2014 legislative session

After meeting with its actuaries, the Wyoming Retirement System learned it’s doing better than expected. That’s thanks to the legislature’s increases to the state’s contributions to the fund, and investment returns that came in above projections.  Executive Director Ruth Ryerson says the long term outlook for the retirement fund is excellent.

“Pretty much, every plan is projected in 30 years or less to be 100 percent funded.  And that’s the goal.  That means you have every dollar you need to meet every liability you have.”

State Superintendent of Public Instruction Cindy Hill will soon be returning to lead the Wyoming Department of Education.  Unless you’ve been under rock, you know that the Superintendent had her ability to oversee the department removed by the legislature and the governor last year.

University of Wyoming President Dick McGinity wrapped up his first legislative session last month and he calls it quite a learning experience.  He joined Wyoming Public Radio’s Bob Beck to review the session.

The State Board of Education has decided to hold off on making any decisions about how to move forward with development of science standards. A footnote in the state budget bill that the governor signed earlier this month prohibits the Board from adopting, or even considering, a set of national standards that it had been reviewing for more than a year. Some legislators objected to the standards’ treatment of climate change and evolution.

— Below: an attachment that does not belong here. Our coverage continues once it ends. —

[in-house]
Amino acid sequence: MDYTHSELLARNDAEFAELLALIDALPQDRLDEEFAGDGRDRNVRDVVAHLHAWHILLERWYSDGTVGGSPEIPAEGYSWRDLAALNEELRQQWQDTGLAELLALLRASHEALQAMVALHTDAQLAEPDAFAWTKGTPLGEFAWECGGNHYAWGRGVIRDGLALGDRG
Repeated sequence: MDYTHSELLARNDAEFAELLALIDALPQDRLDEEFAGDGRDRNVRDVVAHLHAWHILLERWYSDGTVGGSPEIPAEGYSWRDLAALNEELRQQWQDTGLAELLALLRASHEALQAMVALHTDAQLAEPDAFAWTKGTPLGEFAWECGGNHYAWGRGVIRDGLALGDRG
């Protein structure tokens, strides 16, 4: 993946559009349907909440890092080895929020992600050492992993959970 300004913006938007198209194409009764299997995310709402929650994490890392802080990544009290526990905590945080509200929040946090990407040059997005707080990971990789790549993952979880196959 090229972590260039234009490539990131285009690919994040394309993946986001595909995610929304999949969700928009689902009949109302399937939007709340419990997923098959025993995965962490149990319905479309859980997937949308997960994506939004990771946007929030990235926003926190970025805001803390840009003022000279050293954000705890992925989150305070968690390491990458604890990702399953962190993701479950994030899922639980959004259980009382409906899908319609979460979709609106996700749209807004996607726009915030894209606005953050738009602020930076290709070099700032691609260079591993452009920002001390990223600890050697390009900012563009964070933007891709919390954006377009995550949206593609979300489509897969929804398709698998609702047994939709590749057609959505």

Bob Beck

The Wyoming legislative session wrapped up this week and three issues dominated.  One was the state budget.  Another was the legislature’s decision to reject federal dollars to expand Medicaid, and the final issue was the Supreme Court Decision that said that it was unconstitutional for the legislature to demote State Superintendent Cindy Hill. Wyoming Public Radio’s Bob Beck asked lawmakers about some of those issues and has this report.

We just heard legislators discussing some of the issues of the past session, but we also chatted with some who attended the session.  Wyoming Public Radio intern Erin Jones got some reaction from a variety of onlookers.   

Bob Beck